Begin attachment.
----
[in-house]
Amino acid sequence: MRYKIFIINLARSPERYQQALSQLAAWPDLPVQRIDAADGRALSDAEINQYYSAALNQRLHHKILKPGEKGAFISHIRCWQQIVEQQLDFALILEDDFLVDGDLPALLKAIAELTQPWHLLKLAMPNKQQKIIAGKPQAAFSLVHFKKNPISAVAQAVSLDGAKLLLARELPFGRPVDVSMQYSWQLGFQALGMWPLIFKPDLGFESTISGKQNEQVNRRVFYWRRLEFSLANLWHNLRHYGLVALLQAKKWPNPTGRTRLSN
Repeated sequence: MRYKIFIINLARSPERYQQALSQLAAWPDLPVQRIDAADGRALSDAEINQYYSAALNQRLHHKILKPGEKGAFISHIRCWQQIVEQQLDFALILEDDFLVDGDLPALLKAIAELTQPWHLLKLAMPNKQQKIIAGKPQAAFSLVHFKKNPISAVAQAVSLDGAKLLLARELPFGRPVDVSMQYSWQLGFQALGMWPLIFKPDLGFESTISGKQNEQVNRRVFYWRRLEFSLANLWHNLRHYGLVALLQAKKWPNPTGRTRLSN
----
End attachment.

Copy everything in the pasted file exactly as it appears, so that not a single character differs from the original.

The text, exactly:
[in-house]
Amino acid sequence: MRYKIFIINLARSPERYQQALSQLAAWPDLPVQRIDAADGRALSDAEINQYYSAALNQRLHHKILKPGEKGAFISHIRCWQQIVEQQLDFALILEDDFLVDGDLPALLKAIAELTQPWHLLKLAMPNKQQKIIAGKPQAAFSLVHFKKNPISAVAQAVSLDGAKLLLARELPFGRPVDVSMQYSWQLGFQALGMWPLIFKPDLGFESTISGKQNEQVNRRVFYWRRLEFSLANLWHNLRHYGLVALLQAKKWPNPTGRTRLSN
Repeated sequence: MRYKIFIINLARSPERYQQALSQLAAWPDLPVQRIDAADGRALSDAEINQYYSAALNQRLHHKILKPGEKGAFISHIRCWQQIVEQQLDFALILEDDFLVDGDLPALLKAIAELTQPWHLLKLAMPNKQQKIIAGKPQAAFSLVHFKKNPISAVAQAVSLDGAKLLLARELPFGRPVDVSMQYSWQLGFQALGMWPLIFKPDLGFESTISGKQNEQVNRRVFYWRRLEFSLANLWHNLRHYGLVALLQAKKWPNPTGRTRLSN